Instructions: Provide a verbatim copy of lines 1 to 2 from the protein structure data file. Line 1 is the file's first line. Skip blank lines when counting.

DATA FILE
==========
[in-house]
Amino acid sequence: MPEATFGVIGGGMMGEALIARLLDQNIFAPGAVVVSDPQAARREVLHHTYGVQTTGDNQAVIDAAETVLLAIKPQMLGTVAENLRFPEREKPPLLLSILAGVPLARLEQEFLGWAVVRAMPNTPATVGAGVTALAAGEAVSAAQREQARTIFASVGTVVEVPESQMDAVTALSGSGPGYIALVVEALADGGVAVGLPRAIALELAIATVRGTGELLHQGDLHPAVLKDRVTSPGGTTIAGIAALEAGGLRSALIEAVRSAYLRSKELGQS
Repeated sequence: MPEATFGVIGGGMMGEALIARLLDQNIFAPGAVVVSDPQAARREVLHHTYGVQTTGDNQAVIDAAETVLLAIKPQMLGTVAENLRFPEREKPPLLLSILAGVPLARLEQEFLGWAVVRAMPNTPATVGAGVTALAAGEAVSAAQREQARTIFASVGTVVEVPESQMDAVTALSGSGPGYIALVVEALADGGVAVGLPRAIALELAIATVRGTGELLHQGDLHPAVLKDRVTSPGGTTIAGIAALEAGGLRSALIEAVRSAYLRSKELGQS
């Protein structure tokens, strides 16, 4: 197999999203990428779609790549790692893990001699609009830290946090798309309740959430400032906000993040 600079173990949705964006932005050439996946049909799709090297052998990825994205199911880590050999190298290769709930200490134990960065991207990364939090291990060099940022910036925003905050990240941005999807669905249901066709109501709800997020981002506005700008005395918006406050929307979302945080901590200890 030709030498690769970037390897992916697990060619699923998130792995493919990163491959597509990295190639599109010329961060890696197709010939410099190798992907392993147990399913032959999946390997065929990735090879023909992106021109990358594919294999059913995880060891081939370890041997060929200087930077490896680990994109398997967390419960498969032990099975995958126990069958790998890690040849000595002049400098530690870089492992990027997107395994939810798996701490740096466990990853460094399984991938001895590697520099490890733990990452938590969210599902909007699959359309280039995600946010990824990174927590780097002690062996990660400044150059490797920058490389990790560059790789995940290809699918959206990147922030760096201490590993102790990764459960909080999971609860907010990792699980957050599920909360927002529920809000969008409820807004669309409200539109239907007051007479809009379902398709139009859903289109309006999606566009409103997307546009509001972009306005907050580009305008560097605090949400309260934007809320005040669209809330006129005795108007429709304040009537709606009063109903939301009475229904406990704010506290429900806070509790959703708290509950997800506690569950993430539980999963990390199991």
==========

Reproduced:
[in-house]
Amino acid sequence: MPEATFGVIGGGMMGEALIARLLDQNIFAPGAVVVSDPQAARREVLHHTYGVQTTGDNQAVIDAAETVLLAIKPQMLGTVAENLRFPEREKPPLLLSILAGVPLARLEQEFLGWAVVRAMPNTPATVGAGVTALAAGEAVSAAQREQARTIFASVGTVVEVPESQMDAVTALSGSGPGYIALVVEALADGGVAVGLPRAIALELAIATVRGTGELLHQGDLHPAVLKDRVTSPGGTTIAGIAALEAGGLRSALIEAVRSAYLRSKELGQS